1. Minimize screen time
For many people, scrolling through social media or indulging in their favorite shows before falling asleep has become a deeply entrenched habit. However, what you may not realize is that this negatively affects your quality of sleep. This is because you expose your eyes to wavelengths of blue light that disrupt your body’s natural circadian rhythm and increase your alertness instead of inducing sleepiness.
Considering that almost all our modern personal devices, most notably, smartphones, computers, tablets, and others emit these sleep-disrupting wavelengths, avoiding exposure is difficult unless you make a conscious effort to stay away from them.
But luckily, there are ways you can keep the effects of blue light to a minimum without having to entirely give up on your electronic devices. These include switching off all electronic devices an hour or so before bed, using a pair of blue-blocking glasses, and installing apps that reduce the intensity of blue-light coming from your phone and computer.
2. Try sleep-supporting supplements
Melatonin and magnesium are two of the best natural sleep aids available on the market.
Melatonin is a sleep-regulating hormone naturally released in the brain by the pineal gland. This hormone helps to prepare your body for sleep. Research shows that a 2-mg dose of melatonin can improve the quality of your sleep significantly, especially when experiencing jet lag. But on the downside, it can make you wake up feeling groggy in the morning and it might not be the most ideal option for every night use.
Magnesium is considered an essential mineral needed by the body in high amounts. Along with its many uses in the body, it has been found to have relaxing and calming qualities which help support sleep. According to one study, taking magnesium supplements positively influences both sleep quality and sleep duration.
You should note that there are various forms of magnesium and the one you get matters. You need to ensure that you get the right one. We recommend that you get magnesium glycinate, which has more bioavailability as well as fewer side effects than other forms.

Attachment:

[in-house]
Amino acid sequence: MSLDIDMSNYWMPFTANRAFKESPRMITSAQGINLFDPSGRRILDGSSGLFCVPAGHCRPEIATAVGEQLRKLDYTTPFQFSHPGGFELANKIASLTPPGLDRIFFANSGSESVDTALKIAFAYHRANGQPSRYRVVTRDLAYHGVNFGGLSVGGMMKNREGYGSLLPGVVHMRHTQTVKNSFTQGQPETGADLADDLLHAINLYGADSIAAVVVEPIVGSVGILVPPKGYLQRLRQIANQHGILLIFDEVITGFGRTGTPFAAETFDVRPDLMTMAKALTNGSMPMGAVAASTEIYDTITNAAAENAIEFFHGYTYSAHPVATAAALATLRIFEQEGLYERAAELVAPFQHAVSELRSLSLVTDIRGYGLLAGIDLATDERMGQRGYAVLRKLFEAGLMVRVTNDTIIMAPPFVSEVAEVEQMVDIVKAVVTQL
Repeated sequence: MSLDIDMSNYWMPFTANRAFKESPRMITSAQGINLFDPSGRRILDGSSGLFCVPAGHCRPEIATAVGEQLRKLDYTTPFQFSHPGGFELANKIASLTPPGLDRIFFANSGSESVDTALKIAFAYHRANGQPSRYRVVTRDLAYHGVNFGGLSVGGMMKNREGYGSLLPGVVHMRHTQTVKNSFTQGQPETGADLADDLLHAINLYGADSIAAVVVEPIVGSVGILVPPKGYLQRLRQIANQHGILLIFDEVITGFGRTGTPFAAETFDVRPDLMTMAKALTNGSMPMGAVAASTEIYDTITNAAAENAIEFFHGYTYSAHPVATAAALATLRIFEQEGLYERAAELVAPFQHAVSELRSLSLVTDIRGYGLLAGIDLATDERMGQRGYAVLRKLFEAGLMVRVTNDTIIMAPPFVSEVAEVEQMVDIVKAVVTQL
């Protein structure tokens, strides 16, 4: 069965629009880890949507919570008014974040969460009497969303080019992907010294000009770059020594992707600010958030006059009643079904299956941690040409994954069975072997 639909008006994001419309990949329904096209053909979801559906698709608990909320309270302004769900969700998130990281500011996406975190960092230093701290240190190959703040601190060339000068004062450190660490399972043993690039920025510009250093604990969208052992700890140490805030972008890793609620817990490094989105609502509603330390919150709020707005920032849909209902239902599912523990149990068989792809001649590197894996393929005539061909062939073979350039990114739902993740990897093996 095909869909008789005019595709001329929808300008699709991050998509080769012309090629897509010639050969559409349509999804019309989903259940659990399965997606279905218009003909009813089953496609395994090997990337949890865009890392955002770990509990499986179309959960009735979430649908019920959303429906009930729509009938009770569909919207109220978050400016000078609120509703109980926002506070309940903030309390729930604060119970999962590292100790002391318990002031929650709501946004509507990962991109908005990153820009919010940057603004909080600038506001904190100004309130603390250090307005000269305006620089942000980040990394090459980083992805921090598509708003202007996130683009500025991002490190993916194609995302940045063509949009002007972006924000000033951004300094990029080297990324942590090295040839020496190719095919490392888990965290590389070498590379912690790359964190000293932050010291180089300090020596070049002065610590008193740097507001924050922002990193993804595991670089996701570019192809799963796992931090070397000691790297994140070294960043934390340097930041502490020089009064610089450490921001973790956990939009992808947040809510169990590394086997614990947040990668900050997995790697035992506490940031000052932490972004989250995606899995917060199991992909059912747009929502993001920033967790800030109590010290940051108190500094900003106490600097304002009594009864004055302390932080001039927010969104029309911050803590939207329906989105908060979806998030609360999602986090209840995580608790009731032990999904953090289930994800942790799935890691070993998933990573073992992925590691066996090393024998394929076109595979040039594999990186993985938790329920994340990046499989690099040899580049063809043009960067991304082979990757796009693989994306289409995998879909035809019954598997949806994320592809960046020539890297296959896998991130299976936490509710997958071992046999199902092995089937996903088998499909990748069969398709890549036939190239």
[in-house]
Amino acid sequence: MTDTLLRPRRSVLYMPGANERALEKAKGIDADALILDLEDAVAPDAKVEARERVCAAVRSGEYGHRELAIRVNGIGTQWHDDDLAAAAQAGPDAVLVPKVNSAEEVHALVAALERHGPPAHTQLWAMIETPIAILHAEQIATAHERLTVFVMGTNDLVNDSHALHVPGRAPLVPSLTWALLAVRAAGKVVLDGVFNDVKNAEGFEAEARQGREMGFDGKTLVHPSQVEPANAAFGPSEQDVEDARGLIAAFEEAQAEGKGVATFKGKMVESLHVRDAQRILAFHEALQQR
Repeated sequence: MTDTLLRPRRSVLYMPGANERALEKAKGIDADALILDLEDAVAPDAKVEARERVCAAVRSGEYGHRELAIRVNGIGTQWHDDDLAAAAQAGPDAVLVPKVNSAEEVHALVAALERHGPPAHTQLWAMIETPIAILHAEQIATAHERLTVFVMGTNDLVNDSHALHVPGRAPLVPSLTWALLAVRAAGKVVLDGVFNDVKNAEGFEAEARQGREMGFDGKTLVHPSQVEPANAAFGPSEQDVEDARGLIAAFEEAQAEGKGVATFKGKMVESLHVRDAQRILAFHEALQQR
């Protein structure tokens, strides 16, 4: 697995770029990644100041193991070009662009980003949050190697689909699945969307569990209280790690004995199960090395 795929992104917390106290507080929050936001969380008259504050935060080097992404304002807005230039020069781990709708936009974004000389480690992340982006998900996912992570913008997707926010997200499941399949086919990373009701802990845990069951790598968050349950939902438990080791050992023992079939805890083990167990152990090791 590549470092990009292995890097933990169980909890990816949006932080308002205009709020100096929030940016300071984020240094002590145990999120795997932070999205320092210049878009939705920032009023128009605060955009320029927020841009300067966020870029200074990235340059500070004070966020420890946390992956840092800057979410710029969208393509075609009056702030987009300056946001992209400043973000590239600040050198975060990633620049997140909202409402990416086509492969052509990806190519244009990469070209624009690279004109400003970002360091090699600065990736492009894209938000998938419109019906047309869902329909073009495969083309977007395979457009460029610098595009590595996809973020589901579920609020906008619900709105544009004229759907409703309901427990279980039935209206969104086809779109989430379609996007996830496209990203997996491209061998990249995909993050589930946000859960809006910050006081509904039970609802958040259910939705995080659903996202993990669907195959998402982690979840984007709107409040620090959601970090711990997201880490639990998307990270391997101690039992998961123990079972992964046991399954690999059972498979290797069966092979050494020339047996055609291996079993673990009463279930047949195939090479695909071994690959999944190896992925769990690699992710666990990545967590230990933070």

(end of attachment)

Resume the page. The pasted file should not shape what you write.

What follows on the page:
3. Assess your inner monologue
When it comes to achieving better quality sleep, your internal thoughts and attitudes are equally as important as your physical habits. Victoria Albina, N.P., MPH, nervous system specialist and holistic nurse practitioner, recommends that you examine your views on sleep. If you believe that sleep is something elusive, then that view will become more pronounced in your nervous system, mind, and body. This physiologically leads to more anxiety, ramping up your sympathetic nervous system and making it more difficult to fall asleep.
To create a new positive narrative around sleep, Albina advises that during the day (at a time when you aren’t trying to fall asleep), try to note down your thoughts about sleep and how they make you feel. You then need to take a moment to determine whether that’s what you want to keep feeling. If not, seek within yourself and find out what exactly you want to feel when trying to fall asleep and choose different thoughts.
4. Avoid naps during the day
While taking naps during the day has its own unique set of benefits, it can disrupt your regular sleep cycle and make it more difficult to sleep at night.
According to various studies, taking naps during the day can lower performance on certain mental tasks and increase grogginess throughout the day.
We all have different requirements when it comes to naps and sleep. However, if you notice that you are getting poor nighttime sleep, you should consider skipping daytime naps to see whether that helps to improve your quality of sleep at night. Likewise, it may be worth switching up your mattress, read these customer reports about Helix mattresses.
5. Avoid caffeine intake later in the day
As you may or may not know, the caffeine in coffee and other popular beverages is a stimulant, which acts to improve your alertness levels. While this can be helpful in the morning, it is not what you want when you are preparing to go to sleep.
Given that caffeine can remain in your system for up to 6-10 hours, it will help to avoid drinking caffeinated beverages at least six hours before going to sleep. For example, if your preferred time to go to bed is at 10 p.m., you should cut yourself no later than 4 p.m.